Whenever you hear a business executive or politician use the term "American competitiveness," watch your wallet. Few terms in public discourse have gone so directly from obscurity to meaninglessness without any intervening period of coherence.
President Obama just appointed Jeffry Immelt, GE's CEO, to head his outside panel of economic advisors, replacing Paul Volcker. According to White House spokesman Robert Gibbs, Immelt has "agreed to work through what makes our country more competitive."
In an opinion piece for the Washington Post announcing his acceptance, Immelt wrote "there is nothing inevitable about America's declining manufacturing competitiveness if we work together to reverse it."
But what's American "competitiveness" and how do you measure it? Here are some different definitions:
It's net exports. Another way to think about American "competitiveness" is the balance of trade -- how much we import from abroad versus how much they import from us. The easiest and most direct way to improve the trade balance is to coax the value of the dollar down relative to foreign currencies (the Fed's current strategy for flooding the economy with money could have this effect). The result is everything we make becomes cheaper to the rest of the world. But even if other nations were willing to let this happen (doubtful; we'd probably have a currency war instead as they tried to coax down the value of their currencies in response), we'd pay a high price. Everything the rest of the world makes would become more expensive for us.
It's the profits of American-based companies. In case you haven't noticed, the profits of American corporations are soaring. That's largely because sales from their foreign-based operations are booming (especially in China, Brazil, and India). It's also because they've cut their costs of production in the US (see the first item above). American-based companies have become global -- making and selling all over the world -- so their profitability has little or nothing to do with the number and quality of jobs here in the US. In fact, it may be inversely related.
It's the number and quality of American jobs. This is my preferred definition, but on this measure we're doing terribly badly. Most Americans are imprisoned in a terrible trade-off -- they can get a job, but only one that pays considerably less than the one they used to have, or they can face unemployment or insecure contract work. The only sure way to improve the quality of jobs over the long term is to build the productivity of American workers and the US overall, which means major investments in education, infrastructure, and basic R&D. But it's far from clear American corporations and their executives will pay the taxes needed to make these investments. And the only sure way to improve the number of jobs is to give the vast middle and working classes of America sufficient purchasing power to get the economy going again. But here again, it's far from clear American corporations and their executives will be willing to push for a more progressive tax code, along with wage subsidies, that would put more money into average workers' pockets.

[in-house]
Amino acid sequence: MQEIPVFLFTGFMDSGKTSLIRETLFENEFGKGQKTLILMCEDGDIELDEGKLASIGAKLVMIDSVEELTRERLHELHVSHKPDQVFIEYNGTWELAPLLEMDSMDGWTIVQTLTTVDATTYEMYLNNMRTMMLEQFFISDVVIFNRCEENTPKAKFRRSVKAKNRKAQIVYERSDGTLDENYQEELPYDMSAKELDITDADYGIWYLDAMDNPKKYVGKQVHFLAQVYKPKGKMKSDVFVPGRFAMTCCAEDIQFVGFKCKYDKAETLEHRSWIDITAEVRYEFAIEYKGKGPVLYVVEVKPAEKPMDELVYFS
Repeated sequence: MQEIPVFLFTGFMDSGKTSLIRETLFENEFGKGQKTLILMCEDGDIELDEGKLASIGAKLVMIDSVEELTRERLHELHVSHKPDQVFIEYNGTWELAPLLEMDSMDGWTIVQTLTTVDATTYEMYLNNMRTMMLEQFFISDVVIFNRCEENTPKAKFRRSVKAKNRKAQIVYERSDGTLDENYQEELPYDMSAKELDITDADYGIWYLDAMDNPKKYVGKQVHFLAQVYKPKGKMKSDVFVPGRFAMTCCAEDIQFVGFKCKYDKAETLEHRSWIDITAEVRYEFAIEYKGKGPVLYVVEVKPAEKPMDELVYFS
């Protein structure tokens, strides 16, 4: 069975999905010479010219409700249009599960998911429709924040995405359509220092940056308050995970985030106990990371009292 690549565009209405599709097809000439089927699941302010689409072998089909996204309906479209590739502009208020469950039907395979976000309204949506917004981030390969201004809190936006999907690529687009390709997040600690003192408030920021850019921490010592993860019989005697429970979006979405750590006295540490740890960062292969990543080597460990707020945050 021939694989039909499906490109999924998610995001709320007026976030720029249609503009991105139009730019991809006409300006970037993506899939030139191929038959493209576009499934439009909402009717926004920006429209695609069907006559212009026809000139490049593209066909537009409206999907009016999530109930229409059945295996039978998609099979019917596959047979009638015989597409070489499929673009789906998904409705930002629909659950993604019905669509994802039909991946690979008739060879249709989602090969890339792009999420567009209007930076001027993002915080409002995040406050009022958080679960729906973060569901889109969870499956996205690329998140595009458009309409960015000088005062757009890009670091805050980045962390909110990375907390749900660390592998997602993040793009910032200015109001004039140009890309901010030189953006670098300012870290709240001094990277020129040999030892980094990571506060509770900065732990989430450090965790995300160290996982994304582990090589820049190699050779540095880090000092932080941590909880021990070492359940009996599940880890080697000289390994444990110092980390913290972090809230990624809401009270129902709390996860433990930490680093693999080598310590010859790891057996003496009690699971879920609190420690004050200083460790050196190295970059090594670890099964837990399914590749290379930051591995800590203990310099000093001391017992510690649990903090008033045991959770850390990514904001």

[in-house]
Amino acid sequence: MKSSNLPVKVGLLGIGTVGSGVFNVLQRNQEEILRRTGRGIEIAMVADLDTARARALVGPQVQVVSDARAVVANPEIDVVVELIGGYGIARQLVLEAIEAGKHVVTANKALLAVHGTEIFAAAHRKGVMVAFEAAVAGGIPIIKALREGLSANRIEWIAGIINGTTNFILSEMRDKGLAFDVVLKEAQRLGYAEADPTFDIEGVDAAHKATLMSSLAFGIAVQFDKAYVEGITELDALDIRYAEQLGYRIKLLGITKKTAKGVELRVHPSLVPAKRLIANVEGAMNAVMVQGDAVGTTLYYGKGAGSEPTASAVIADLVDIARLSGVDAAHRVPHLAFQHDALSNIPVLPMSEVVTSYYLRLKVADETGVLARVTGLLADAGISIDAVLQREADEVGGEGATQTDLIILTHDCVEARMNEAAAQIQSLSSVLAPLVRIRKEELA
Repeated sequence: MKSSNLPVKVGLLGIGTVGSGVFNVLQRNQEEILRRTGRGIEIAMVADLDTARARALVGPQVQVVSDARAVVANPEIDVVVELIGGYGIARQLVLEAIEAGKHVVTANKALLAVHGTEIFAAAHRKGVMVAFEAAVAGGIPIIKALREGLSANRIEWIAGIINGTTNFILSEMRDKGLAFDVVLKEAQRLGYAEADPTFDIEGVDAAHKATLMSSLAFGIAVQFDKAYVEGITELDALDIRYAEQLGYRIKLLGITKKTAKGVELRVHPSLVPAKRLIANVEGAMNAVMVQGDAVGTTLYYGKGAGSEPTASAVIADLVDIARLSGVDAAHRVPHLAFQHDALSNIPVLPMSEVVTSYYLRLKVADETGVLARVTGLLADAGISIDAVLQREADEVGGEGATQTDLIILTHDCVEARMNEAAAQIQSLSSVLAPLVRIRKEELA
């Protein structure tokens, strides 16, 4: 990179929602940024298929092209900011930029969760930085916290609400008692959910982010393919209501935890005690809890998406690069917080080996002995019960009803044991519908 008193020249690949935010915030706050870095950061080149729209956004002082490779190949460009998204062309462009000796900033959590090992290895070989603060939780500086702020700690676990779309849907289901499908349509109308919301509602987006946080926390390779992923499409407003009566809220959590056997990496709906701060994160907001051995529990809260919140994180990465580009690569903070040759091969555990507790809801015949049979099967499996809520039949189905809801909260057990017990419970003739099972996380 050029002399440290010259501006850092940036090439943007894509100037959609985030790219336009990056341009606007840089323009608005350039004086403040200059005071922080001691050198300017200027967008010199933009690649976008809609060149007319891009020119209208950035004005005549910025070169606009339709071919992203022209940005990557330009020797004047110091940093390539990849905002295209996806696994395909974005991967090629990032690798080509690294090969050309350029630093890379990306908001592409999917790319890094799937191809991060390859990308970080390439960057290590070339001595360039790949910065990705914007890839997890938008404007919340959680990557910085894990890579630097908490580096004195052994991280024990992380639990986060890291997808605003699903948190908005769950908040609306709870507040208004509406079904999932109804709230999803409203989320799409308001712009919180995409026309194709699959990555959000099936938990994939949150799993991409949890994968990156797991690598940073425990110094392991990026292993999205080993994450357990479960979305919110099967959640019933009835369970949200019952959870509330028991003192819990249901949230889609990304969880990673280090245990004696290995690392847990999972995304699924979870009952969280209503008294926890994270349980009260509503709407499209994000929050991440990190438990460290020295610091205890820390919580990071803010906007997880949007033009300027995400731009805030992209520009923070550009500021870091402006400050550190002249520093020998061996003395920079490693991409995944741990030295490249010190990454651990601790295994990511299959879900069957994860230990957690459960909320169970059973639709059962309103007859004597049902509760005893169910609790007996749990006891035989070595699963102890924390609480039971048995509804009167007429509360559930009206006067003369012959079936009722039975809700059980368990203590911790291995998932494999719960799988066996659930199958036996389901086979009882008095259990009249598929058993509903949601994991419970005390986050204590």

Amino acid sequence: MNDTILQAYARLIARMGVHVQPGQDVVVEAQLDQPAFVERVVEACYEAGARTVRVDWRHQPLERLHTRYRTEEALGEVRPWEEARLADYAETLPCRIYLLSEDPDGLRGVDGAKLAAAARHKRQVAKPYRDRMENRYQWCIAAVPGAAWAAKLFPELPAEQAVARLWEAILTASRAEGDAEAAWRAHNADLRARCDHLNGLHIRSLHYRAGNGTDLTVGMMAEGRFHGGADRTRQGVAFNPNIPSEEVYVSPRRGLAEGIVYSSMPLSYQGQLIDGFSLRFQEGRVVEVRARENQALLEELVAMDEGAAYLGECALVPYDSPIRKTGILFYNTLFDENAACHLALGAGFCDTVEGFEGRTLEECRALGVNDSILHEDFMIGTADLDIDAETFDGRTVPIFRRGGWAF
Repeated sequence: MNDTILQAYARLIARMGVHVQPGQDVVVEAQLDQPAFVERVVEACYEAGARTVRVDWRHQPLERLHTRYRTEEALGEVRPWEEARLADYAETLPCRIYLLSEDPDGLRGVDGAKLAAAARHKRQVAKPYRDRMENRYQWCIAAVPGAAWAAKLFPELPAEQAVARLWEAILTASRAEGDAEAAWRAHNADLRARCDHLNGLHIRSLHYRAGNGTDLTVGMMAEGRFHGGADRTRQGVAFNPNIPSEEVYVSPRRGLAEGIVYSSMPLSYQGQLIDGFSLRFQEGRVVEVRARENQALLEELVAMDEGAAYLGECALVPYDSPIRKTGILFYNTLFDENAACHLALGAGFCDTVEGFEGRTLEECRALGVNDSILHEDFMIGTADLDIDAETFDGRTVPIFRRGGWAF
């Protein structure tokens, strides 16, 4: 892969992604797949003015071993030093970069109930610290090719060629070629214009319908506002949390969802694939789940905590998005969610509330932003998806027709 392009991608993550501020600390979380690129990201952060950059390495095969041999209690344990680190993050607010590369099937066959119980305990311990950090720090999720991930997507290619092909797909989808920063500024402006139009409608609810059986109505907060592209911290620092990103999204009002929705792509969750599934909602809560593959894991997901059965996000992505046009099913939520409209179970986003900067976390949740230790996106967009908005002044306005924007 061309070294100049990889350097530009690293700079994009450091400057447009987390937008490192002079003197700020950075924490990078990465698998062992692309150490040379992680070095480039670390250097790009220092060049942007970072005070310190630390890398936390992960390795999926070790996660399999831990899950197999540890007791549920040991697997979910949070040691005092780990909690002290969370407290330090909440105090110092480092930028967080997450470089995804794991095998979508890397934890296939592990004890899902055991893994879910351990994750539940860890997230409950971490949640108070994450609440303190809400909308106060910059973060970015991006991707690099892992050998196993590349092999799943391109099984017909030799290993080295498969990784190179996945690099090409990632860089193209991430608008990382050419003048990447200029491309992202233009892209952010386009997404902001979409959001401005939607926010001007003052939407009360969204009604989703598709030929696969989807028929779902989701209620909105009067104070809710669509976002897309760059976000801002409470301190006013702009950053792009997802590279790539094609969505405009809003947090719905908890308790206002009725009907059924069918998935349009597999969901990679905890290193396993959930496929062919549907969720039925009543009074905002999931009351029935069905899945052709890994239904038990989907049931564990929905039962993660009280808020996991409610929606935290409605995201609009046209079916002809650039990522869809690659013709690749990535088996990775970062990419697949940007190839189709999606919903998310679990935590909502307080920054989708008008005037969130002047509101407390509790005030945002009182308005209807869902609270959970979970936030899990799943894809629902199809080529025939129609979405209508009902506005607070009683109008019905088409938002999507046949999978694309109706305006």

It's American exports. Okay, but the easiest way for American companies to increase their exports from the US is for their American-made products to become cheaper internationally. And for them to reduce the price of their American-made stuff they have to cut their costs of production in here. Their biggest cost is their payrolls. So it follows that the simplest way for them to become more "competitive" is to cut their payrolls -- either by substituting software and automated machinery for their US workers, or getting (or forcing) their US workers to accept wage and benefit cuts.
It's politically important for President Obama, as for any president, to be available to American business, and to avoid the moniker of being "anti-business." But the president must not be seduced into believing -- and must not allow the public to be similarly seduced into thinking -- that the well-being of American business is synonymous with the well-being of Americans.
Robert Reich is the author of Aftershock: The Next Economy and America's Future, now in bookstores. This post originally appeared at RobertReich.org.